The Hague is the third largest city of The Netherlands. It has a lot of architectural styles and obviously a lot of people to photograph. I’ve been living in this city for over 10 years now but never really set out to capture the city.
The ‘Hoftoren’ (on the photo above), nicknamed the fountain pen, is the third tallest building of the city (142 meter) and one of the landmarks of the city’s skyline.
Starting at the Muzenplein you already get a taste of the modern architecture that the city has to offer.
From the Muzenplein it’s a short walk to the Central Station. The station has been rebuilt and was opened in February this year. The old dated building has been transformed into a modern structure matching the buildings around it.
Leaving the station behind and walking towards the center will get you to the older historical buildings. In the meantime our son decided to take a little rest.
Het Plein (The Square) with the statue of William the Silent. The old buildings on the foreground and the new ones in the background completing the view.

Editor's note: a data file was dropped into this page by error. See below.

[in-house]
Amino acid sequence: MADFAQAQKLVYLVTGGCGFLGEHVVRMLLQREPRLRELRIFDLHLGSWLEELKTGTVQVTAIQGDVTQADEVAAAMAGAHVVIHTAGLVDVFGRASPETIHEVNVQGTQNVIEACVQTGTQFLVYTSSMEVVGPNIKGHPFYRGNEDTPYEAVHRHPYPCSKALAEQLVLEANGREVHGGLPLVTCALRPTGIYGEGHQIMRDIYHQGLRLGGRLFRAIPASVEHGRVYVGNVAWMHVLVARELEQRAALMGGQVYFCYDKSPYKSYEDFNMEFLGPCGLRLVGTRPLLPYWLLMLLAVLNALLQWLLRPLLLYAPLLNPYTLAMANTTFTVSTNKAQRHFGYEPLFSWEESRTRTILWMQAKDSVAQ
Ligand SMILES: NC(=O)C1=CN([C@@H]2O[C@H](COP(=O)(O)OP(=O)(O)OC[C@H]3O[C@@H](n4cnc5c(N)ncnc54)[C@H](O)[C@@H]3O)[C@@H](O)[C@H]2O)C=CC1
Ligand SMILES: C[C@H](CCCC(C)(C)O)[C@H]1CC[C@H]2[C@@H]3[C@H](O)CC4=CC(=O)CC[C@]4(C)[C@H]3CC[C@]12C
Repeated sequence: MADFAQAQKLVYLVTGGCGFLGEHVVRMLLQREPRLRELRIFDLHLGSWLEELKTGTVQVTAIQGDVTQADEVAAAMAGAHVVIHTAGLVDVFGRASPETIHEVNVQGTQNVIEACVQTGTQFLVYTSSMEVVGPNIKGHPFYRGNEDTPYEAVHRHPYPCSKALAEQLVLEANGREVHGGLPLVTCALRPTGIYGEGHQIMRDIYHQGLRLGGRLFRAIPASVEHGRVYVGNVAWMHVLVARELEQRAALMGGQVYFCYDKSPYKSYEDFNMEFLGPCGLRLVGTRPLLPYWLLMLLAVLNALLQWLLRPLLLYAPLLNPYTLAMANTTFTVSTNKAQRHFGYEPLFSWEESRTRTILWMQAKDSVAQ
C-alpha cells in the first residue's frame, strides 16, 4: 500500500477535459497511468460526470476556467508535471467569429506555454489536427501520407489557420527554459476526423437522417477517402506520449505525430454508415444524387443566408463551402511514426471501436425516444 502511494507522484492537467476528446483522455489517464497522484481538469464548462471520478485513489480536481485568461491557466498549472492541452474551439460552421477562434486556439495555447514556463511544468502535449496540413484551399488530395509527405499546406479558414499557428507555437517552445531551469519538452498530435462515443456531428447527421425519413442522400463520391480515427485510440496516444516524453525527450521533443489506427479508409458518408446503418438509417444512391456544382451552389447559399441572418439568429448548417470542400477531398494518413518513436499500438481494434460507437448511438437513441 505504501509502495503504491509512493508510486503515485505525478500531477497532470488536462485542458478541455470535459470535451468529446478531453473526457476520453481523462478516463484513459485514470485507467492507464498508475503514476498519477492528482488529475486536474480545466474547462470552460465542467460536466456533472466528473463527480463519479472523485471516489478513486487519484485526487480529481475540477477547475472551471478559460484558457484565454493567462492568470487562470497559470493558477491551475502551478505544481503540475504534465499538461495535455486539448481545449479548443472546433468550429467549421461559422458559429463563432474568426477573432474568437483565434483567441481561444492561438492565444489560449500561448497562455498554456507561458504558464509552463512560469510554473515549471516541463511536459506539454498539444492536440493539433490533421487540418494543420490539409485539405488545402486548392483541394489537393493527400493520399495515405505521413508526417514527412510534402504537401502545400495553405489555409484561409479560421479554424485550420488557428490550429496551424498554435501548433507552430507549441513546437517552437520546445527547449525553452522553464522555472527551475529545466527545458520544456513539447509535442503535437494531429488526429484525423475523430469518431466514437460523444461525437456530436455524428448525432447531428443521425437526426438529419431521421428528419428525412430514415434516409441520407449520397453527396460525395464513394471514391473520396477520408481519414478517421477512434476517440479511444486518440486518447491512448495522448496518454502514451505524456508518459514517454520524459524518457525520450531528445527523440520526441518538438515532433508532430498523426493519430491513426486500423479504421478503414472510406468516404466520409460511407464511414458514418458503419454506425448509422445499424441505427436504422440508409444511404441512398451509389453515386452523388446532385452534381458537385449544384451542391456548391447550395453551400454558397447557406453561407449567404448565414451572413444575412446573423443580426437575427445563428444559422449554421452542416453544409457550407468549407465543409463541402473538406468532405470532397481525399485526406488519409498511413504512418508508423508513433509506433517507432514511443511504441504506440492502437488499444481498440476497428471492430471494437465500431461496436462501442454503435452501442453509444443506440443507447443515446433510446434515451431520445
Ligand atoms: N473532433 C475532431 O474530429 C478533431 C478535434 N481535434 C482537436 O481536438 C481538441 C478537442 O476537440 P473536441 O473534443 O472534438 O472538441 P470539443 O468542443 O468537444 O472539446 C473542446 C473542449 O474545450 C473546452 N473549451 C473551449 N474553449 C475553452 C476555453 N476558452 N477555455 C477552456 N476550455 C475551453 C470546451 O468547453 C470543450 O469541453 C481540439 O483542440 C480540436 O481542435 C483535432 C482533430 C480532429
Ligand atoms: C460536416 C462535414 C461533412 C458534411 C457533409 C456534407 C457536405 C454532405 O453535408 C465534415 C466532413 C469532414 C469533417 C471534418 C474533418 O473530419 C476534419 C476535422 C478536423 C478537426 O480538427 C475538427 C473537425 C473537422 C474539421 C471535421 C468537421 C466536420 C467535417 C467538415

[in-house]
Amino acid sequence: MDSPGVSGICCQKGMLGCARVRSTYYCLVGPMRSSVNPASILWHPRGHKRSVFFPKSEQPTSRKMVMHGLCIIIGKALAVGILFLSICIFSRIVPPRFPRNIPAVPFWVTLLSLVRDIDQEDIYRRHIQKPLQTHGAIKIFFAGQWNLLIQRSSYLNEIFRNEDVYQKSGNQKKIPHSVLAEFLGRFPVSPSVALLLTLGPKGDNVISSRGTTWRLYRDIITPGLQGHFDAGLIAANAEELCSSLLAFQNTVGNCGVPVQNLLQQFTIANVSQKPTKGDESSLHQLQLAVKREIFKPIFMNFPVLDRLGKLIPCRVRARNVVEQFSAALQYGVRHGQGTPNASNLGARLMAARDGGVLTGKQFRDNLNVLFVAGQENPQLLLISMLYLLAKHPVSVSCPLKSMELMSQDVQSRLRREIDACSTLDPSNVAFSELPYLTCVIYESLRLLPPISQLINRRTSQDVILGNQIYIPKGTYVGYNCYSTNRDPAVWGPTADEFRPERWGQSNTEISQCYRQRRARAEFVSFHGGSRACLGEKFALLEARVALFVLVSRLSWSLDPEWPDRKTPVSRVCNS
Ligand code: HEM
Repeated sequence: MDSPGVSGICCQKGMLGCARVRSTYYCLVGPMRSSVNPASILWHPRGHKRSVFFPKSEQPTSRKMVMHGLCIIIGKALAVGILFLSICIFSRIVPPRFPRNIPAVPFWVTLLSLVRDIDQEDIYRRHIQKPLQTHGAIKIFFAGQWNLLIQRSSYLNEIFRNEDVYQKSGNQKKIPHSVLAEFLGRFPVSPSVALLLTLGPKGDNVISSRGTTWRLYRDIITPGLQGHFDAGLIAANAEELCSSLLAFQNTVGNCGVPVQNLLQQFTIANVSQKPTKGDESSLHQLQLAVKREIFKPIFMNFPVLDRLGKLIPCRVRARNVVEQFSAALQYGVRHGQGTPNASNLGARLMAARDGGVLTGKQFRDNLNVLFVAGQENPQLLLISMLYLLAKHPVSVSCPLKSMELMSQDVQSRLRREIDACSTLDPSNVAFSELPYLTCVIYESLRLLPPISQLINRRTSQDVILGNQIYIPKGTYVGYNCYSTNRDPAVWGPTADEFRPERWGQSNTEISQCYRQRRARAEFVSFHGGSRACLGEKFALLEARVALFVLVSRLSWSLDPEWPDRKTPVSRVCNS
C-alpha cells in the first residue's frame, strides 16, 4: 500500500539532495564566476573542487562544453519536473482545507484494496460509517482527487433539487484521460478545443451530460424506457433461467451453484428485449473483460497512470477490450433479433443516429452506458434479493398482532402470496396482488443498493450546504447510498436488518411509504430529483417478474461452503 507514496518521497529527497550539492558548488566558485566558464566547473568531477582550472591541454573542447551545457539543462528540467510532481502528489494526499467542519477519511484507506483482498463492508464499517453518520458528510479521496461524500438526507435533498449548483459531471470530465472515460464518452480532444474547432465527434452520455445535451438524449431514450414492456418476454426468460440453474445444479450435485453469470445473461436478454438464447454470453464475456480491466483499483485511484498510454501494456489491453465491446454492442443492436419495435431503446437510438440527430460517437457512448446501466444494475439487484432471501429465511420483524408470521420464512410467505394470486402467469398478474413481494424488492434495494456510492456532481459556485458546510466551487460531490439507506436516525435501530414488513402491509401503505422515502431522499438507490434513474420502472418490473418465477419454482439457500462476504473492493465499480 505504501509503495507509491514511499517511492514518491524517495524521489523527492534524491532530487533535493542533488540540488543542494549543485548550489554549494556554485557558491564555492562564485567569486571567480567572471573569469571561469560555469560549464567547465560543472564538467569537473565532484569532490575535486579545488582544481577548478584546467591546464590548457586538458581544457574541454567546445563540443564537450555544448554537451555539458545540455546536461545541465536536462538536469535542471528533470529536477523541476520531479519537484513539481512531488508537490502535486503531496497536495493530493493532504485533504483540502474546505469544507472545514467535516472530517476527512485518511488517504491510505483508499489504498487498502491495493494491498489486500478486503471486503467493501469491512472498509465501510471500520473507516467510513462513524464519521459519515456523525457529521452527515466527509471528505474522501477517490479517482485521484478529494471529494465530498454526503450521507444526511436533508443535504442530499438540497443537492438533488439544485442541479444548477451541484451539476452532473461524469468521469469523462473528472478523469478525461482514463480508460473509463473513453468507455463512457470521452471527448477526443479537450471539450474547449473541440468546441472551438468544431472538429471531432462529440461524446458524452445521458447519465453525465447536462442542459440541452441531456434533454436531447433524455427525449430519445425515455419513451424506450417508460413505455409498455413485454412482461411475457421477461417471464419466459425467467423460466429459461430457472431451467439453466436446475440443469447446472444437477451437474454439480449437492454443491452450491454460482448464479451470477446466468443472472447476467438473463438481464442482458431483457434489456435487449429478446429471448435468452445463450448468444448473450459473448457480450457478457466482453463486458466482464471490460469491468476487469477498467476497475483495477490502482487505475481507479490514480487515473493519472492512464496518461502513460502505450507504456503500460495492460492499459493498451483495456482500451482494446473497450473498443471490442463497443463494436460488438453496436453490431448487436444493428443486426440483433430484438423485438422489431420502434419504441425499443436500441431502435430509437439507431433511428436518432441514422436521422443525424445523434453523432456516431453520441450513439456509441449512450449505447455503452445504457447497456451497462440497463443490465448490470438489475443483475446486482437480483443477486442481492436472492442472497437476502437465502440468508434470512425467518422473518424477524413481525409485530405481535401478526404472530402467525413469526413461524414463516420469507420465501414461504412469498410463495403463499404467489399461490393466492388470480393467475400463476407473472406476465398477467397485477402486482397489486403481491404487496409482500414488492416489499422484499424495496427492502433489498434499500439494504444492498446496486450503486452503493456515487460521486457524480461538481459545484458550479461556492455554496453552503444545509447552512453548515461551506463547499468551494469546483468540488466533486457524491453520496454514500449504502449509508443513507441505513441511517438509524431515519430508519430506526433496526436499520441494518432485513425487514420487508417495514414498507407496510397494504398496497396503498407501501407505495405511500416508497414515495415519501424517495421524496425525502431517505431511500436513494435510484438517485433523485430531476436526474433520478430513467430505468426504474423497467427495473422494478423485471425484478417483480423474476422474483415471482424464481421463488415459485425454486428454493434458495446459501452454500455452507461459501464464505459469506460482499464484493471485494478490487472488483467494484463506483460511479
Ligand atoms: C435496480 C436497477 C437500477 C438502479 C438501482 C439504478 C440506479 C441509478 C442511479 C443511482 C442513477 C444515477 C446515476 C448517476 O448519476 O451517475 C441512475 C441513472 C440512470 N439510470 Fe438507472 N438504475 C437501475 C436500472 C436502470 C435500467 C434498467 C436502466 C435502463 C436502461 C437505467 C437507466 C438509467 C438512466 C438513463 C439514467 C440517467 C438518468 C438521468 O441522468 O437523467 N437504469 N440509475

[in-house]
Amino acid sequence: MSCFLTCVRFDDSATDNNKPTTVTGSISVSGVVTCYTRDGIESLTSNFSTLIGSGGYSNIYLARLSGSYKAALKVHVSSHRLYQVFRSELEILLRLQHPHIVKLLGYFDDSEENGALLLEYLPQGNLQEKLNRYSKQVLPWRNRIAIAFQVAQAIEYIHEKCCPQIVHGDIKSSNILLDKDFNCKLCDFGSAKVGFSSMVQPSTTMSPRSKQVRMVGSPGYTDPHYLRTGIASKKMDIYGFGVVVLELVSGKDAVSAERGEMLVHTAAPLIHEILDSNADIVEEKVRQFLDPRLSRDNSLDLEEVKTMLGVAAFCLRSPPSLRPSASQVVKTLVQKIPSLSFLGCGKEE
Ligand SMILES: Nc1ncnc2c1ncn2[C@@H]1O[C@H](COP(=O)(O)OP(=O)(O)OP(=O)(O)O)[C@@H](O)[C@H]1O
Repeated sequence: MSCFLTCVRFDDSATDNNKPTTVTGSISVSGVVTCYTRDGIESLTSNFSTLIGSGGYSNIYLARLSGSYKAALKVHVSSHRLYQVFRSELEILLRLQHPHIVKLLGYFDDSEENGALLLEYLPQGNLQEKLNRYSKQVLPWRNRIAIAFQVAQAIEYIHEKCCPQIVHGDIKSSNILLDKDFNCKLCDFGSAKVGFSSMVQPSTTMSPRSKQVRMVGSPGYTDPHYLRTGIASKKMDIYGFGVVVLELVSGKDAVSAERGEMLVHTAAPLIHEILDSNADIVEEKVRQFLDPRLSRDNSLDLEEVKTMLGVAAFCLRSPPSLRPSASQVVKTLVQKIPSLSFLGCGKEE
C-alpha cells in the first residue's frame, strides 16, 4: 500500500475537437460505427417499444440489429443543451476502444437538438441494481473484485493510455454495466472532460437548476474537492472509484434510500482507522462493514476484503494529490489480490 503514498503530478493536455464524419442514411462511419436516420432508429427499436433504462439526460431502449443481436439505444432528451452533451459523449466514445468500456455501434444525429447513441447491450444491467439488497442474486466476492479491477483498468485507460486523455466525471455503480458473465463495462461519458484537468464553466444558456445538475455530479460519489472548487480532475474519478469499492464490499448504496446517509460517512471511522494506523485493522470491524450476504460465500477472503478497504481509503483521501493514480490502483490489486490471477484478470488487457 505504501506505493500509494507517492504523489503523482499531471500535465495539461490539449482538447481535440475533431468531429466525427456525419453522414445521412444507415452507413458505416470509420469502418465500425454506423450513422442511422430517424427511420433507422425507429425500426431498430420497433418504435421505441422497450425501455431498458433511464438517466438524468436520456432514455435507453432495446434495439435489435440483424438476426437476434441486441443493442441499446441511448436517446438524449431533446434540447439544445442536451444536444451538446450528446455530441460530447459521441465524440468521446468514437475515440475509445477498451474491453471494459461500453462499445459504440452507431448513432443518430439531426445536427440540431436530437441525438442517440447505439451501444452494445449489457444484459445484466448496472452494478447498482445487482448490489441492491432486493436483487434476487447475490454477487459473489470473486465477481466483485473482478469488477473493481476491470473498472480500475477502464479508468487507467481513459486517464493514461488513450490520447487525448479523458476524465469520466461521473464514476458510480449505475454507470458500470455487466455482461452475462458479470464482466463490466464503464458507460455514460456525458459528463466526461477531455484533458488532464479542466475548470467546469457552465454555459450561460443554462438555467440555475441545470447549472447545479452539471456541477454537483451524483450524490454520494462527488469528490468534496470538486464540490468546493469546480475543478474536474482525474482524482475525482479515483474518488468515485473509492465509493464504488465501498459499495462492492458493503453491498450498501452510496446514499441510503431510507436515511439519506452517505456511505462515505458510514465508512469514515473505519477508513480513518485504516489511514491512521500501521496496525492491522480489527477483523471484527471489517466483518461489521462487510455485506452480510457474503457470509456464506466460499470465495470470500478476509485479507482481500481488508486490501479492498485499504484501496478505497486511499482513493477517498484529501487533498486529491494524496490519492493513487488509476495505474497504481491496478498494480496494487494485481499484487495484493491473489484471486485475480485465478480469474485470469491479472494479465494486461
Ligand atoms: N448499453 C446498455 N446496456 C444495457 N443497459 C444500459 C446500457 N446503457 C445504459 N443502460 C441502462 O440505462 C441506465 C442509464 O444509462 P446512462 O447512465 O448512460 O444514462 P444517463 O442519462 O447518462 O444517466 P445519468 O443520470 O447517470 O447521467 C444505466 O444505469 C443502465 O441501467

The Hague is the seat of the Dutch government and parliament, the Supreme Court, and the Council of State. From Het Plein you can walk towards the Mauritshuis (Maurice House) and Binnenhof (Inner Court). The Binnenhof is the oldest House of Parliament in the world still in use.
The Binnenhof is located next to the Hofvijver lake. The path alongside the lake gives you a nice view on the Binnenhof as well on the buildings on the other side (with a statue of Johan van Oldenbarnevelt in front of them).
From there we walked towards the Koninklijke Schouwburg (Royal Theater). The streets were under construction so it was impossible to cross the street and get a wider angle to get the complete building in the frame.
The Hague has many small streets which are a lot of fun to discover when walking through the city.
The end of our walk and the end of this post. Already looking forward to our next walk in The Hague again.